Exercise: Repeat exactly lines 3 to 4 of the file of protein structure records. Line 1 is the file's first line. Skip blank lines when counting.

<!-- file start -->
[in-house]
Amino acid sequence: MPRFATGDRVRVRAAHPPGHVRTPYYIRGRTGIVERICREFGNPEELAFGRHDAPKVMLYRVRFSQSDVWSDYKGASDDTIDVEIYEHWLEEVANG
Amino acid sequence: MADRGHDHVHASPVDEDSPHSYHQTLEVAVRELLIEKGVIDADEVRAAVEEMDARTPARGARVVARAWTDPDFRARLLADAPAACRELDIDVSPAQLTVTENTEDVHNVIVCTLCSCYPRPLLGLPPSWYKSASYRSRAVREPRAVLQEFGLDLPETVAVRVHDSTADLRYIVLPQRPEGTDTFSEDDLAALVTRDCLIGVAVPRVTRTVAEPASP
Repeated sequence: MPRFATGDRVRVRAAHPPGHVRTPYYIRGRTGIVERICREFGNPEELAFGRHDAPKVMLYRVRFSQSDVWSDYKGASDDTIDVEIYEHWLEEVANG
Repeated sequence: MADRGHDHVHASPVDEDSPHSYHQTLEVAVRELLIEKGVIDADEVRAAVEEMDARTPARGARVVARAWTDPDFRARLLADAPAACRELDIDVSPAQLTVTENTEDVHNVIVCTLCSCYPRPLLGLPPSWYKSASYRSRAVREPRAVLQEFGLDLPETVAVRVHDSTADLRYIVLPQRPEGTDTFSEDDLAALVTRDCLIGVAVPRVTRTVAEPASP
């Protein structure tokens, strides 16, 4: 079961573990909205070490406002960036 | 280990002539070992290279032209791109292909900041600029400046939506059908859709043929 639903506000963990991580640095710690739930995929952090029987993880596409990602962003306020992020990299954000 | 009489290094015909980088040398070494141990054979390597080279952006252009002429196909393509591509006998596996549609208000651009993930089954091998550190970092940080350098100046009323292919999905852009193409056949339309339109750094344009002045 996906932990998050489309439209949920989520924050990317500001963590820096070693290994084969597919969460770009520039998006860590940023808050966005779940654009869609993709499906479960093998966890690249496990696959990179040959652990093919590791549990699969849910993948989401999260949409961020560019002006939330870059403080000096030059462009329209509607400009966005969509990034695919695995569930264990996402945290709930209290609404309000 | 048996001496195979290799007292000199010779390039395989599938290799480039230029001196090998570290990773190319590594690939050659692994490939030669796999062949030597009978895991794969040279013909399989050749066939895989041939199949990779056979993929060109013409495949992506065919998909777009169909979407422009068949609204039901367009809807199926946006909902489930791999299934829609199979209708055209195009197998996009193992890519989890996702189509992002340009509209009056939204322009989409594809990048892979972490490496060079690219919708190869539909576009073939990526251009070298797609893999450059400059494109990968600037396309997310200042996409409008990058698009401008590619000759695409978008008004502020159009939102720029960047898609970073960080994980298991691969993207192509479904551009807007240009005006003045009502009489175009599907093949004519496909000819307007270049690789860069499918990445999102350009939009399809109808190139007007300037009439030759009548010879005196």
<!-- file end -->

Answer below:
Amino acid sequence: MADRGHDHVHASPVDEDSPHSYHQTLEVAVRELLIEKGVIDADEVRAAVEEMDARTPARGARVVARAWTDPDFRARLLADAPAACRELDIDVSPAQLTVTENTEDVHNVIVCTLCSCYPRPLLGLPPSWYKSASYRSRAVREPRAVLQEFGLDLPETVAVRVHDSTADLRYIVLPQRPEGTDTFSEDDLAALVTRDCLIGVAVPRVTRTVAEPASP
Repeated sequence: MPRFATGDRVRVRAAHPPGHVRTPYYIRGRTGIVERICREFGNPEELAFGRHDAPKVMLYRVRFSQSDVWSDYKGASDDTIDVEIYEHWLEEVANG